(3) In so implementing the Lease Agreement, Applicant has been receiving automotive fuel products only from Second Respondent.
(4) Applicant has been using Second Respondent’s bank to honour all his financial obligations towards First Respondent and First Respondent has never objected to this arrangement.
(5) The Notice of Non Renewal of the 19th February, 2015 (which is captured in pages 136 to 139 of the book of pleadings) was written on the letterheads of Second Respondent although it was signed by and on behalf of Engen Petroleum Limited at the end.
(6) The words “A PETRONAS subsidiary company” inscribed on Second Respondent’s letterheads (see the right hand corner thereof) imply that Engen Swaziland (Pty) Ltd is a subsidiary of the First Respondent.
 Applicant argues that all the above mentioned factors are indicative of the fact that Engen Swaziland (Pty) Ltd and Engen Petroleum Limited are one entity. Alternatively, if they are separate legal entities, there is very close and intimate working relationship between First and Second Respondents which is best known by these two entities.
 This court holds the view that there is merit in what Applicant is saying. This is further confirmed by the following indications or indicators as drawn from the parties’ papers that have been filed of record:-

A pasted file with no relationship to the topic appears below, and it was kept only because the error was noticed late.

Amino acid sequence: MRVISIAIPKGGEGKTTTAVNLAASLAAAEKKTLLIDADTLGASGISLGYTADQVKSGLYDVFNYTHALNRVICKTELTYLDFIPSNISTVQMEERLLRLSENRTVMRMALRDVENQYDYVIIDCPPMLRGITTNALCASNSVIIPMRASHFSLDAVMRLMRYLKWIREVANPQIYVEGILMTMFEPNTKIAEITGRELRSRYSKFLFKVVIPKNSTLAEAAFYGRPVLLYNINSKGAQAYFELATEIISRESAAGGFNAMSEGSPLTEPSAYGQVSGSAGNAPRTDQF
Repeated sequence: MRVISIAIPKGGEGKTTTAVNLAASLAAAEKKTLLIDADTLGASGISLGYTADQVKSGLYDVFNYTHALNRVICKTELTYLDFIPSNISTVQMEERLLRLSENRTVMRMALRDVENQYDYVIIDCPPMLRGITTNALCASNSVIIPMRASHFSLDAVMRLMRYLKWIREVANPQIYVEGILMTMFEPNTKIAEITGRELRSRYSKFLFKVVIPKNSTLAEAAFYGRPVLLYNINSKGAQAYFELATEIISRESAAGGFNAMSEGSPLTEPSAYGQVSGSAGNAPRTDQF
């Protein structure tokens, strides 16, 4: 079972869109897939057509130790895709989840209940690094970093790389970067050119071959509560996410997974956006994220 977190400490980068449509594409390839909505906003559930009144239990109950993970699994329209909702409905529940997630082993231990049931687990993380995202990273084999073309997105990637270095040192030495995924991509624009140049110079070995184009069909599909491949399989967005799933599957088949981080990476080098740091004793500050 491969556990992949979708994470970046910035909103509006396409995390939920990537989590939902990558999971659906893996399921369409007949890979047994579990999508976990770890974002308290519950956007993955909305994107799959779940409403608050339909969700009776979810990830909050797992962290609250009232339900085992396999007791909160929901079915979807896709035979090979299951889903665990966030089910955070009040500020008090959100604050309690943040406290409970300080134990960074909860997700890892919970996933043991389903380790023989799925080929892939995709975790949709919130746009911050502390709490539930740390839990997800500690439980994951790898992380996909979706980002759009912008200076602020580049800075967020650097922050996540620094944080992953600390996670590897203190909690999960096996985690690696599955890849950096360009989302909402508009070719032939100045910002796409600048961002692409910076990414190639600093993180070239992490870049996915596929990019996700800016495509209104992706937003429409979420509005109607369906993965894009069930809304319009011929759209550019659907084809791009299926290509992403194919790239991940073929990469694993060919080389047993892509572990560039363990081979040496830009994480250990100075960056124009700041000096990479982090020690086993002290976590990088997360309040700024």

(1) In the Answering Affidavit (which is in pages169 to 192 of the books of pleadings), the Respondents have this to say in paragraph 11:-
“11. Finally I will demonstrate that the Second Respondent Engen Swaziland is a totally separate legal entity with limited authority to act on behalf of Engen South Africa doing so essentially as a contractor delivering fuel and receipting the sale proceeds.”
The underlined words confirm what Applicant is saying in paragraph 43 (2) and (3) of this judgment. The limited authority referred to by the Respondents in their Answering affidavit is the heartbeat and nerve of the business Applicant and First Respondent entered into when they signed the 15th May, 2008 lease agreement.
(2) The Respondents do not deny that for purposes of the Oil Levy Act, 1979, Second Respondent is responsible for paying the levy. No one else is recognised to do such by the Government of Swaziland for and on behalf of First Respondent.
(3) The Answering Affidavit has been deposed to by one Lefika Morobe who is Legal Advisor of First Respondent. Mr Morobe does so on behalf of both Engen Petroleum Limited and Engen Swaziland (Pty) Ltd. By virtue of this deposition, He is saying that He knows about all the operations of Second Respondent notwithstanding that Second Respondent has its own legal existence. If the argument that First and Second Respondents are separate entities holds true, then what Morobe says about Engen Swaziland in the Answering Affidavit has the potential of amounting to hearsay evidence.
(4) The Notice of Non Renewal of the 19th February, 2015 is on the letterheads of Second Respondent and signed by the Representative of Engen Petroleum Limited who does not disclose who he/she is. When counsel for Respondents was asked by this court about this state of affairs, He responded by saying that First Respondent can choose to use any of Engen’s letterheads. This amounts to an admission that the two entities have a strong corporate bond which can be best explained by the two entities.